Out With The Old
Coffee Break Tale
It’s got to go, Kate,” Nick said. “The place is a tip. Things need to change round here!” I looked around. My home, my cosy, comfy little apartment. Why did Nick have to kick off whenever there wasn’t any sport on? “But I –” I began. “No ifs or buts,” Nick said. “I can’t think surrounded by all this clutter.”
“Think?” I said. From what I knew of Nick he didn’t do much thinking. Oh, he’d laid on the charm when I first met him, while I was on the girls-from-work night out. At least I think he did, but maybe my mind was addled with the wine we’d been quaffing.
“Most of it’s useless, sentimental old rubbish,” Nick continued. “Clogging up the place – stuff you don’t need. You’ve got to learn to let go.”
I couldn’t speak. Just the thought of letting go of any of my treasured possessions made me want to cry.
“I’ll get some boxes from the supermarket,” Nick said. “You can start sorting the place out while I’m away.” “Away?” I queried. Nick stared at me. “Golf weekend with the boys, remember?” he said, shaking his head.
I didn’t remember him mentioning it, but then Nick was always taking off somewhere with his mates. Football, fishing, darts, sailing, now golf!
Still, if it meant I could have a bit of space to be on my own, I supposed I had to be glad. A weekend of peace from the blaring TV sport, interspersed only by Nick’s moaning about the state of the place, would be as much of a holiday as I could ask for – or afford.
It was no use wondering if Nick would consider forking out for a few days away for him and me. I’d asked a million times after he first moved in.
“Don’t want to be wasting money on hotels,” he said, “when there’s everything we need here.”
Funny that, thinking about it, when all he did now was complain there wasn’t enough space for his clothes, his angling gear, or any of the other paraphernalia he’d moved in with him.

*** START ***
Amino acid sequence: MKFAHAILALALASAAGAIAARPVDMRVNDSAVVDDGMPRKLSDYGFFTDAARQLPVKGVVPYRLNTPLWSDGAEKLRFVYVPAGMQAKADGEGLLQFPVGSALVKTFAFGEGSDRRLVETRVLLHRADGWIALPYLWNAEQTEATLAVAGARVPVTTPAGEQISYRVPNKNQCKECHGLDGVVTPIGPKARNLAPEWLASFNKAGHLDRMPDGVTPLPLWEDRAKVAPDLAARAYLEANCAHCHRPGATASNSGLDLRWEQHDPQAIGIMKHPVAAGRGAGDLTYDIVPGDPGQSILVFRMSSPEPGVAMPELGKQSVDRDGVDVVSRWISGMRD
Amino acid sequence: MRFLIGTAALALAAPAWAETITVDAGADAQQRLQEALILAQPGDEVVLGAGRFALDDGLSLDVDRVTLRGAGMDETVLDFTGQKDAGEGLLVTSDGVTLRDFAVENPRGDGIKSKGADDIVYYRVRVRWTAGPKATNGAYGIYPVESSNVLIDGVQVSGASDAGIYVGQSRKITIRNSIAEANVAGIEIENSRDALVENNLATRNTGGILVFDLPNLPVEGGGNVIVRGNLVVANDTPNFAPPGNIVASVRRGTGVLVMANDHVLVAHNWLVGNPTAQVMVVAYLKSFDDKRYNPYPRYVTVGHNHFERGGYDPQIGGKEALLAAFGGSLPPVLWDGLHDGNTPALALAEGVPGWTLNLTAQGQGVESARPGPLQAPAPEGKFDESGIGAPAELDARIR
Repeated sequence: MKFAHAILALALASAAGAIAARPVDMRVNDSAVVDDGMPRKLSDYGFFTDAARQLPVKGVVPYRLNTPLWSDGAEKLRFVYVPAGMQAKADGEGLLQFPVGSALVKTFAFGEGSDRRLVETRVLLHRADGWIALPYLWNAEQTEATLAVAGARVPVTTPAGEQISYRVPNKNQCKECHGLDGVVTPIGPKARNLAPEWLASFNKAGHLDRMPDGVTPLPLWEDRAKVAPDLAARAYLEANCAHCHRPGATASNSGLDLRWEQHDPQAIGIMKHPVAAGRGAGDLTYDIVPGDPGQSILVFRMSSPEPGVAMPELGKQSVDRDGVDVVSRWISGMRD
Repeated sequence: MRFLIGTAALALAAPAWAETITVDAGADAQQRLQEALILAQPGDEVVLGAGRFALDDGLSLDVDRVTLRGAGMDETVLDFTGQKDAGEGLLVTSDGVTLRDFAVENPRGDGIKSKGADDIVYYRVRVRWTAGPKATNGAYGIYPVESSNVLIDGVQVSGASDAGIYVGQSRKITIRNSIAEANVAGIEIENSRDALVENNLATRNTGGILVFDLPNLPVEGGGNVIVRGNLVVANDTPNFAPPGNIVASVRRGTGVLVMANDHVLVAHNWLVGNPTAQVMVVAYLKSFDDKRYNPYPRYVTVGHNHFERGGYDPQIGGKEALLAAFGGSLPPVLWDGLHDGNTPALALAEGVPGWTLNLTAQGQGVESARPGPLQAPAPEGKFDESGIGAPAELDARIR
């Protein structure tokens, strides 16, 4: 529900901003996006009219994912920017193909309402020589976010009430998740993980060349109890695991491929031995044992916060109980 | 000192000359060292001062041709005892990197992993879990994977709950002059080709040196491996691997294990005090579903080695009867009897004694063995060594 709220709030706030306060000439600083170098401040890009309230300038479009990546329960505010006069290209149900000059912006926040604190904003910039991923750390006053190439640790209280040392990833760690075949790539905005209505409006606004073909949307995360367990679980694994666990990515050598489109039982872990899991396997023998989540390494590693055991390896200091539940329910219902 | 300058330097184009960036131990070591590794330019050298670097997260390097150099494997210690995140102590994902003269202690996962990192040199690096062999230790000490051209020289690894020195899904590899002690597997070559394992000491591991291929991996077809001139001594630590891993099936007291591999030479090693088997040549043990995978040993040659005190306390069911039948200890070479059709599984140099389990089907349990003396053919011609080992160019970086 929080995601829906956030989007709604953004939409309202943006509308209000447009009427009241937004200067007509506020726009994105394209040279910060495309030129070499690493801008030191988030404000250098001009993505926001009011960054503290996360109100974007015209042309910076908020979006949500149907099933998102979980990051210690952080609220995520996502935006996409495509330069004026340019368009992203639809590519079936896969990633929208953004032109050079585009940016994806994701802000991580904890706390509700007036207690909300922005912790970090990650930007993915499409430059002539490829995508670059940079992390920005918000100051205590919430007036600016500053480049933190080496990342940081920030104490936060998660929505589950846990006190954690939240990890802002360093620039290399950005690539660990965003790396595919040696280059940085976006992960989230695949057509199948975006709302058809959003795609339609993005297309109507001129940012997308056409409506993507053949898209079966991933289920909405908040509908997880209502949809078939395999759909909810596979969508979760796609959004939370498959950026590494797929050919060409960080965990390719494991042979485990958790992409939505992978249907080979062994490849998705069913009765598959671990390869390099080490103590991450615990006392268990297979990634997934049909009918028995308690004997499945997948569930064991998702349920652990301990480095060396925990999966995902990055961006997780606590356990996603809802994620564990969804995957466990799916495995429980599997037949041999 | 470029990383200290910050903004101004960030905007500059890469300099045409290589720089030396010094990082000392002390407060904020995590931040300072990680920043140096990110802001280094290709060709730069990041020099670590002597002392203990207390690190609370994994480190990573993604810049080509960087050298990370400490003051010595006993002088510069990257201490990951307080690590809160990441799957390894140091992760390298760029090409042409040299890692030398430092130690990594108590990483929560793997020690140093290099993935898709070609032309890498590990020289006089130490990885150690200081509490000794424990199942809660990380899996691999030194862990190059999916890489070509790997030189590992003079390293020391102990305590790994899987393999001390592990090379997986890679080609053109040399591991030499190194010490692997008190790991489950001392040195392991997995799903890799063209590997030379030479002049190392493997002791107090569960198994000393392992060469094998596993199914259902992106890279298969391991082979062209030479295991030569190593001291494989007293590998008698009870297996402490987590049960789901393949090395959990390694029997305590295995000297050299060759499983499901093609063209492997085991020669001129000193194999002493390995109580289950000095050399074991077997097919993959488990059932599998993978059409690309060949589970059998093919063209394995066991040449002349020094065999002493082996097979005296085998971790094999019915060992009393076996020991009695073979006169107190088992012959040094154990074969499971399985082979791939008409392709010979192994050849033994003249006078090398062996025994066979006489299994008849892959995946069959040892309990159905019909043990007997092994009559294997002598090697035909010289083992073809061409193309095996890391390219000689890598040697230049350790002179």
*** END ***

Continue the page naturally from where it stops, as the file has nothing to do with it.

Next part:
I’d already had to clear away and box all my books, so he could rip out the bookcase to make room for the ultra wide-screen TV tuned in to non-stop Sky Sports.
I’d been working that hard I could have done with a little weekend away myself, but given my wages were swallowed up by the rent, the food shopping and the rest of the bills there was fat chance of that.
I’d foolishly thought that when Nick moved in we’d be sharing expenses, but what he gave me barely covered the additional utilities he used, seeing as we were stuck in most nights.
“It’s more than I gave my mum,” he said when I queried the amount.
So,” said Nick, breaking through my thoughts. “Iron a few shirts and throw a few things in a case for me, while I go and sort out some beer to take for me and the boys. I’ll pick up the boxes from the supermarket while I’m there. Wayne’s picking me up at eight.”
I stared long and hard at his back as he headed toward the door. I’d sorted his clothes, and his travel bag was ready by the time he got back. All Nick had to do was have a quick shower and get dressed before Wayne beeped his horn.
I waved him off good-naturedly. Once he’d gone, I stood in the middle of the room staring at the chaos around me. True to his word Nick had picked up some big boxes for me to clear out the junk in my life.
Amazing how easy it was once I’d made up my mind. The place was sorted by Sunday night. All of Nick’s gear was neatly packed in the cardboard boxes waiting outside in the drive for him for when he got back. I’m sure his mum will welcome him home with open arms.
The place looked fantastic. Nick was right. Things needed to change. I just had to learn to let go – of him!